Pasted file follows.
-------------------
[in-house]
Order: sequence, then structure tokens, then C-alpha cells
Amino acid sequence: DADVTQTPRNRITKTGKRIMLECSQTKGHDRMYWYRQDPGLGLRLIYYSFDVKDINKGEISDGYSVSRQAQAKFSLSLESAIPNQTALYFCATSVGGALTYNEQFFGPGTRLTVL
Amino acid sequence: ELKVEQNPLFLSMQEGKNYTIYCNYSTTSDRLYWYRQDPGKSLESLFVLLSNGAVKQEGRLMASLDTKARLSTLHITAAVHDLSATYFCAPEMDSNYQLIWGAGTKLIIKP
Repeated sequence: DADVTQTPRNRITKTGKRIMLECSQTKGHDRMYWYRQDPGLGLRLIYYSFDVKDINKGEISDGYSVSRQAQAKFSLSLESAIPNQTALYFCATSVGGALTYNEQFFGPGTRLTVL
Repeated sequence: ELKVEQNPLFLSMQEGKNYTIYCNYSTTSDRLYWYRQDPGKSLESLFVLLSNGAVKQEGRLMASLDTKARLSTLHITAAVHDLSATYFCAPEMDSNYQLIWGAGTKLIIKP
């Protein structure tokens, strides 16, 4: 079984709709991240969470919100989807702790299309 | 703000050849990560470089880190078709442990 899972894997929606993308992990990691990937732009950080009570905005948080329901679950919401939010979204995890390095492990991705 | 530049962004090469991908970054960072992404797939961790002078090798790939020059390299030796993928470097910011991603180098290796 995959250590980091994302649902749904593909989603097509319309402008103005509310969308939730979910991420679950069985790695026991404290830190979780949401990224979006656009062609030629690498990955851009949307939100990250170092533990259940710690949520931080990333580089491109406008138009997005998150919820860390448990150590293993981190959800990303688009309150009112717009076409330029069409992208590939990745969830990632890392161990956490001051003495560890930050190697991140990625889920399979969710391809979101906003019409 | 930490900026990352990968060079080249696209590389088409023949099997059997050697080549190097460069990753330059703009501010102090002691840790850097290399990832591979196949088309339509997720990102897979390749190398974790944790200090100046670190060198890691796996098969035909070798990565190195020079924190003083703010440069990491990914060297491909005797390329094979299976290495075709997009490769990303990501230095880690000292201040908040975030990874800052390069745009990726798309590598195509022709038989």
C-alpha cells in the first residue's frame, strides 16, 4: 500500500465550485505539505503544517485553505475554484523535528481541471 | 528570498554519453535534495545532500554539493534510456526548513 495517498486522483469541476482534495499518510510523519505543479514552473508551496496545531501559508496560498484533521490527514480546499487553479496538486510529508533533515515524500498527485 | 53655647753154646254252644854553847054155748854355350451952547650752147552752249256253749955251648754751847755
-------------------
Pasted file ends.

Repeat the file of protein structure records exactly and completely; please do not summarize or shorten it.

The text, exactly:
[in-house]
Order: sequence, then structure tokens, then C-alpha cells
Amino acid sequence: DADVTQTPRNRITKTGKRIMLECSQTKGHDRMYWYRQDPGLGLRLIYYSFDVKDINKGEISDGYSVSRQAQAKFSLSLESAIPNQTALYFCATSVGGALTYNEQFFGPGTRLTVL
Amino acid sequence: ELKVEQNPLFLSMQEGKNYTIYCNYSTTSDRLYWYRQDPGKSLESLFVLLSNGAVKQEGRLMASLDTKARLSTLHITAAVHDLSATYFCAPEMDSNYQLIWGAGTKLIIKP
Repeated sequence: DADVTQTPRNRITKTGKRIMLECSQTKGHDRMYWYRQDPGLGLRLIYYSFDVKDINKGEISDGYSVSRQAQAKFSLSLESAIPNQTALYFCATSVGGALTYNEQFFGPGTRLTVL
Repeated sequence: ELKVEQNPLFLSMQEGKNYTIYCNYSTTSDRLYWYRQDPGKSLESLFVLLSNGAVKQEGRLMASLDTKARLSTLHITAAVHDLSATYFCAPEMDSNYQLIWGAGTKLIIKP
């Protein structure tokens, strides 16, 4: 079984709709991240969470919100989807702790299309 | 703000050849990560470089880190078709442990 899972894997929606993308992990990691990937732009950080009570905005948080329901679950919401939010979204995890390095492990991705 | 530049962004090469991908970054960072992404797939961790002078090798790939020059390299030796993928470097910011991603180098290796 995959250590980091994302649902749904593909989603097509319309402008103005509310969308939730979910991420679950069985790695026991404290830190979780949401990224979006656009062609030629690498990955851009949307939100990250170092533990259940710690949520931080990333580089491109406008138009997005998150919820860390448990150590293993981190959800990303688009309150009112717009076409330029069409992208590939990745969830990632890392161990956490001051003495560890930050190697991140990625889920399979969710391809979101906003019409 | 930490900026990352990968060079080249696209590389088409023949099997059997050697080549190097460069990753330059703009501010102090002691840790850097290399990832591979196949088309339509997720990102897979390749190398974790944790200090100046670190060198890691796996098969035909070798990565190195020079924190003083703010440069990491990914060297491909005797390329094979299976290495075709997009490769990303990501230095880690000292201040908040975030990874800052390069745009990726798309590598195509022709038989």
C-alpha cells in the first residue's frame, strides 16, 4: 500500500465550485505539505503544517485553505475554484523535528481541471 | 528570498554519453535534495545532500554539493534510456526548513 495517498486522483469541476482534495499518510510523519505543479514552473508551496496545531501559508496560498484533521490527514480546499487553479496538486510529508533533515515524500498527485 | 53655647753154646254252644854553847054155748854355350451952547650752147552752249256253749955251648754751847755